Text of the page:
IQ is in the genes – “How parents raise us has no impact on how smart we become, a new study finds.”
Link discovered between fathers’ criminal history and sons’ intelligence – “Sons whose fathers have criminal records tend to have lower cognitive abilities than sons whose fathers have no criminal history, data from over 1 million Swedish men show. The research, conducted by scientists in Sweden and Finland, indicates that the link is not directly caused by fathers’ behavior but is instead explained by genetic factors that are shared by father and son.”
Are bright people normal? – “‘We found no support for the genetic Discontinuity Hypothesis that nonadditive genetic variance is greater for high intelligence….'” – from dr. james thompson.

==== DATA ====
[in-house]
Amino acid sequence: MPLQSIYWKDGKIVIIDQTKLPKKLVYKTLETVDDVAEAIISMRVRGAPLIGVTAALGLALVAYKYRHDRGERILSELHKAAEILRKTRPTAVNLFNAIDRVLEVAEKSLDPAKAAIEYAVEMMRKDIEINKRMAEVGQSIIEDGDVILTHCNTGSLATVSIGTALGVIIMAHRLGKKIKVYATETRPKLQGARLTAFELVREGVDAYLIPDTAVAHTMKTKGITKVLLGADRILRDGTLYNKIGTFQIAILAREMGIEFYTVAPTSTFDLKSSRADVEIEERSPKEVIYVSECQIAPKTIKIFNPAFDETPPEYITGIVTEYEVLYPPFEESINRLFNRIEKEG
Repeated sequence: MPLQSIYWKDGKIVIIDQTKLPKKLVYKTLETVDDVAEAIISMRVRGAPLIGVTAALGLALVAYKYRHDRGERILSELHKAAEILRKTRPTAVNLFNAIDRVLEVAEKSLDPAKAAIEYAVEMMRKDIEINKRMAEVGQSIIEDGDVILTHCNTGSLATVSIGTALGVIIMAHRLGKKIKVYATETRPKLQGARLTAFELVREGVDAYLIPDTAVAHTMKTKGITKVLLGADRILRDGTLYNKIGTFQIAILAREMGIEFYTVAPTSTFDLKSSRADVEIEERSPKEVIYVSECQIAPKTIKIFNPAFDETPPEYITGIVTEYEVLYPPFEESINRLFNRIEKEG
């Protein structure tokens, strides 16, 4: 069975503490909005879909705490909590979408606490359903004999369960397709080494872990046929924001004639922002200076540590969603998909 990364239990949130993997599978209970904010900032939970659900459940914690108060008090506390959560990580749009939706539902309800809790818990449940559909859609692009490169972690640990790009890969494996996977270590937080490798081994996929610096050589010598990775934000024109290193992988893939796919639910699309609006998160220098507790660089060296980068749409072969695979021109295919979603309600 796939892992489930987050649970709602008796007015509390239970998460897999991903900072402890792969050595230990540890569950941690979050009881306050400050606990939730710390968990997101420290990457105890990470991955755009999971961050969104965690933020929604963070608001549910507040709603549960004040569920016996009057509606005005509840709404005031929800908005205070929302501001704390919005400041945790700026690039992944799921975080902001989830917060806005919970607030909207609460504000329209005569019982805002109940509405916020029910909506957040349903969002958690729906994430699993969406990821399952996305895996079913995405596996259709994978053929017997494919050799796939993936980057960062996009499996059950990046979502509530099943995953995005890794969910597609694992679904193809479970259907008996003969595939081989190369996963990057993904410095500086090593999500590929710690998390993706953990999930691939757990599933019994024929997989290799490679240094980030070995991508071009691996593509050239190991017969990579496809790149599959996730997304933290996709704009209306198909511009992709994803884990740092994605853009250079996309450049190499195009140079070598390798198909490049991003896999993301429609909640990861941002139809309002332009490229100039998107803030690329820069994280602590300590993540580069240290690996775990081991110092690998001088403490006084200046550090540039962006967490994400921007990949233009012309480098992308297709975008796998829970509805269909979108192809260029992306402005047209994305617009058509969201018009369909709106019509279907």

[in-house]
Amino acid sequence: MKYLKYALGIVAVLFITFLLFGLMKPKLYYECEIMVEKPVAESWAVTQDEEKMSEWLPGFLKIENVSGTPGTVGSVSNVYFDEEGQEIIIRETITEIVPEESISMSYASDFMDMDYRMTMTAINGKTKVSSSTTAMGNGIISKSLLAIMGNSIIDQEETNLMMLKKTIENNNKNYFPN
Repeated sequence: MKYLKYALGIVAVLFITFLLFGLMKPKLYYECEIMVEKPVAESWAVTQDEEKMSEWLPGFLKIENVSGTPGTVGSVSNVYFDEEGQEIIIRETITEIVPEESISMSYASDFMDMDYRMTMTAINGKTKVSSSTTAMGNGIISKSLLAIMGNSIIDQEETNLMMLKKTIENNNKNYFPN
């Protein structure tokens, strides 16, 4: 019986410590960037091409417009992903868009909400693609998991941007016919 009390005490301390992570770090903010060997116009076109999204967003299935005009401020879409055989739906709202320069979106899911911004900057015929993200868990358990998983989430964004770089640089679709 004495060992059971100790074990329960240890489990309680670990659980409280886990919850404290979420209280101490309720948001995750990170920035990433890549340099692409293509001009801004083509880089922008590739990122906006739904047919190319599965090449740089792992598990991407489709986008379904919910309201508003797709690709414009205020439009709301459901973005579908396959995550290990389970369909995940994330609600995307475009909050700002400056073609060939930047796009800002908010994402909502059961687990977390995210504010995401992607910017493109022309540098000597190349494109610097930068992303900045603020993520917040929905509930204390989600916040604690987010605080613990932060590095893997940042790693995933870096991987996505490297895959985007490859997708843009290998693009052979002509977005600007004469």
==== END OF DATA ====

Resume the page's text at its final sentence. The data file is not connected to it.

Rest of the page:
Booze culture may date back 10 million years say scientists – “A new study suggests that primates may have begun drinking alchol 10 million years ago, as fermented fruit on the forest floor…. Experts at Santa Fe College in the US studied the gene ADH4 which produces an enzyme to break down alcohol in the body. It was hypothesised that the enzyme would not appear until the first alcohol was produced by early farmers. But scientists were amazed to find it 10 million years earlier, at the end of the Miocene epoch.” – (them’s *my* ancestors right there! (~_^) )